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WesternSFA
Dark Lightning: A Thunder and Lightning Novel
by John Varley
Ace Books; $26.95; 344pp
Publication Date: August 5, 2014
I haven’t read any of the others in this series---but I sure will check them out because this book was so much fun! It reminded me strongly of a Heinlein juvenile, in flavor. Heck, the mother of the two central characters name is Podkayne.  There is also a “Jubal” and a variation on “Castor and Pollux.” The ship is called Rolling Thunder (i.e. Heinlein’s The Rolling Stones…) This is quite a paean to Heinlein juveniles!

I loved it.

This story is narrated in tandem by Pollyanna and Cassandra (Polly and Cassie) in wonderful true-to-life teenaged voices. Granted these are high school teenagers living way into the future—but the way they deal with things, their actions and their conversations are spot on. They are snarky when needed, but they are not foul-mouthed; are rarely bitchy and they are intelligent and clever. Varley does a great job with them.

Cassie and Polly live inside a six-mile long asteroid that has been turned into a ship that has left Old Earth and is on its way to New Earth. If Varley said just how far New Earth is from Old Earth, I couldn’t find the comment. But it is a damn long way.

The ship is propelled by black bubbles that Polly and Cassie’s Cajun father Jubal Broussard developed. These bubbles take the sting of hundreds of years of travel away and shorten it considerably. Jubal and his brother Travis made loads of money and left a disaster-ravaged earth with a ton of people and everything they could think of that they wanted to take: frivolous things  like the Hope Diamond, nostalgic things like merry-go-rounds from Central Park and Balboa Park in San Diego, pianos, cable cars, elephants, most plants, even name-brand sodas. Everything not being used is stored in a black bubble which contains a kind of stasis. What you put in there comes out exactly the same age and condition as it went in. So this ship holds a LOT of things. And a version of these black bubbles is what propels them along to their rendezvous with their new world.

Travis is a paranoid planner with a great eye for detail and realistic views of what people are like and what they might do. His paranoia about being prepared for ANY contingency will save the ship. And Jubal is a wonderful warm Cajun man with an astronomical IQ who still speaks as if he lives in the bayou. They are terrific characters unique and flavorful.

Jubal is a mathematical genius with many phobias and because he was severely injured as a child has a simplistic approach to things. He is sweet and gentle, pretty befuddled and amazingly intelligent and creative---way beyond the Einstein/Hawking range. Few people understand his grasp of physics etc.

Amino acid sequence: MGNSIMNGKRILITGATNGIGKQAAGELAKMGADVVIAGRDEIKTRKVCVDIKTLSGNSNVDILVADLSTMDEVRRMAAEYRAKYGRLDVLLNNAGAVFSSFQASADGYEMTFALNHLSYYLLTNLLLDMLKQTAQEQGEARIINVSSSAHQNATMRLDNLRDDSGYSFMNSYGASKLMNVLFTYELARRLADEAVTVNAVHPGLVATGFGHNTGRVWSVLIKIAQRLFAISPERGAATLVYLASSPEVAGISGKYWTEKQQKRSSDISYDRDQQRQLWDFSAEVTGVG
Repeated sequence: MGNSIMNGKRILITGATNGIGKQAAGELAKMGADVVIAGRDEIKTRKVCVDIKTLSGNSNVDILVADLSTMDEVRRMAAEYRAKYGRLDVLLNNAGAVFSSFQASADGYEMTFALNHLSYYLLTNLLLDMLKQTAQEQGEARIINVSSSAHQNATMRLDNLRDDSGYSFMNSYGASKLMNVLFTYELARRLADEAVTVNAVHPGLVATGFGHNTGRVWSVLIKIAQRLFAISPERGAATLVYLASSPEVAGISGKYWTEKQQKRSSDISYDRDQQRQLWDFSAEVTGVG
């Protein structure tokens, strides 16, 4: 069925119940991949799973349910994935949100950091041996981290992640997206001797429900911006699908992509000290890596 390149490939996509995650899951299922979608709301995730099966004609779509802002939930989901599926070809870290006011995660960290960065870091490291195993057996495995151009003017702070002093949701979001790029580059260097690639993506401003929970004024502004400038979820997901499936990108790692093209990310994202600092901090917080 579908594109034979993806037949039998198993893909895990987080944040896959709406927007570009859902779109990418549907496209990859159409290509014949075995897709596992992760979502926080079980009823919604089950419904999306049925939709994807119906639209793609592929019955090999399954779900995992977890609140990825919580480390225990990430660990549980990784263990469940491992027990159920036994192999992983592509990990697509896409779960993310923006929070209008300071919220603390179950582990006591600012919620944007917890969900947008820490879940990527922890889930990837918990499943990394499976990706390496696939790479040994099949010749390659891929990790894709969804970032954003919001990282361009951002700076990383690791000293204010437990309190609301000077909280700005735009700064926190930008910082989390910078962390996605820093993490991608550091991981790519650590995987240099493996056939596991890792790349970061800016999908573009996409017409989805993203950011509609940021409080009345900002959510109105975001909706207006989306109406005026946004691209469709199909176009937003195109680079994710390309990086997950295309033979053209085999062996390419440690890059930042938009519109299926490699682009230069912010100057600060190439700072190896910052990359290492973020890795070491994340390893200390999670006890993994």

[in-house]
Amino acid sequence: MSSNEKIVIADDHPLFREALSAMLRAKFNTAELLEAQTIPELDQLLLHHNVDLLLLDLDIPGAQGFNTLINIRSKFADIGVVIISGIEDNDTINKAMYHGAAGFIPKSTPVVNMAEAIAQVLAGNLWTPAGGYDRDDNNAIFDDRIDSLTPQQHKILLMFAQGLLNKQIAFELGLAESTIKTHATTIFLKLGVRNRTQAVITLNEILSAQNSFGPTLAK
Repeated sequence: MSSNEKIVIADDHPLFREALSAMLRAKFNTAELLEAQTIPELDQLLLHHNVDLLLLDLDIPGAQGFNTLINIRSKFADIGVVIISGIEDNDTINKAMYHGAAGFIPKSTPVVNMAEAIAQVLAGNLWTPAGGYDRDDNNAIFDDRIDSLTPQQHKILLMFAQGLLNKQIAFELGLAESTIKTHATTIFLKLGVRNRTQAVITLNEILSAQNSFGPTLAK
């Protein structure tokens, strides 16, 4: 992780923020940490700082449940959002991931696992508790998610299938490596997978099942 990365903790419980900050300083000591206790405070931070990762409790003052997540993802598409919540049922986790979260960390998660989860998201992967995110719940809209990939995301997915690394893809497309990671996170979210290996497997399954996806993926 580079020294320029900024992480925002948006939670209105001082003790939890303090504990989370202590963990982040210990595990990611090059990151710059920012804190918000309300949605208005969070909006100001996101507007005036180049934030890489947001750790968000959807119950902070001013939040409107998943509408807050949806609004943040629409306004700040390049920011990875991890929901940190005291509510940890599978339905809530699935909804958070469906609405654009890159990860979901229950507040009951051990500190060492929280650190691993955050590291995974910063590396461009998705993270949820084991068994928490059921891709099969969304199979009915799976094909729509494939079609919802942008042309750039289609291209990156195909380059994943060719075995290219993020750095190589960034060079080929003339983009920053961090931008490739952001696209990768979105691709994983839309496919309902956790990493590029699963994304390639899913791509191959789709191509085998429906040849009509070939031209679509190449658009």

But it’s his genius that’s moving this ship the “Rolling Thunder” forward in space.

Polly and Cassie lead straightforward normal lives; they go to school and indulge in extracurricular activities, their favorite being a game played on skycycles—very light- weight gliders propelled by foot power and some propulsion---and the game they play sounds a bit like hockey/soccer except in mid-air.  They even occasionally go fishing with Papa. They are surrounded by a huge loving family.

But then, one day, Jubal comes out of his bubble (where he goes when he either has to clear his mind for a big problem, or things around him become too much to handle) and shouts “Stop the ship!”

Okay—well, you know, not an easy thing to accomplish. But with this pronouncement, everything becomes unsettled and folks on the Rolling Thunder are disturbed by a plethora of rumors—the worst being that they are all heading to some kind of unknown situation that can kill everyone aboard the ship, if it doesn’t stop. It has to do with black lightning which is associated with the dark matter between the stars, string theory, and the speed of light---and well, it’s pretty esoteric and kind of hard for me to grasp. But Jubal needs time to figure out a solution.

Nevertheless, things grow very tense and eventually explode into a mutiny. And it is the intrepid actions of Polly and Cassie that save the situation, with a little help from the really cute boy both girls like, named Patrick. The story just zips along. Polly and Cassie’s pacific lives turn into a nightmare where they literally are the only ones to halt the mutiny and save their family members who have been locked up. They have to sneak across the ship while avoiding any electronic or visual surveillance… and everyone is looking for them. Jubal is hunkered down in hiding coming up with a solution to the problem the ship is headed towards.

Really. If you love Heinlein juveniles—this is just wonderful. I couldn’t put it down. And of course, the story ends with a hook for another book. And, just so you know---just for added spice--Travis, who labeled all the townships on the Rolling Thunder utilized names like “Frostbite Falls,” “Dogpatch,” and Freedonia.”  ~~ Sue Martin

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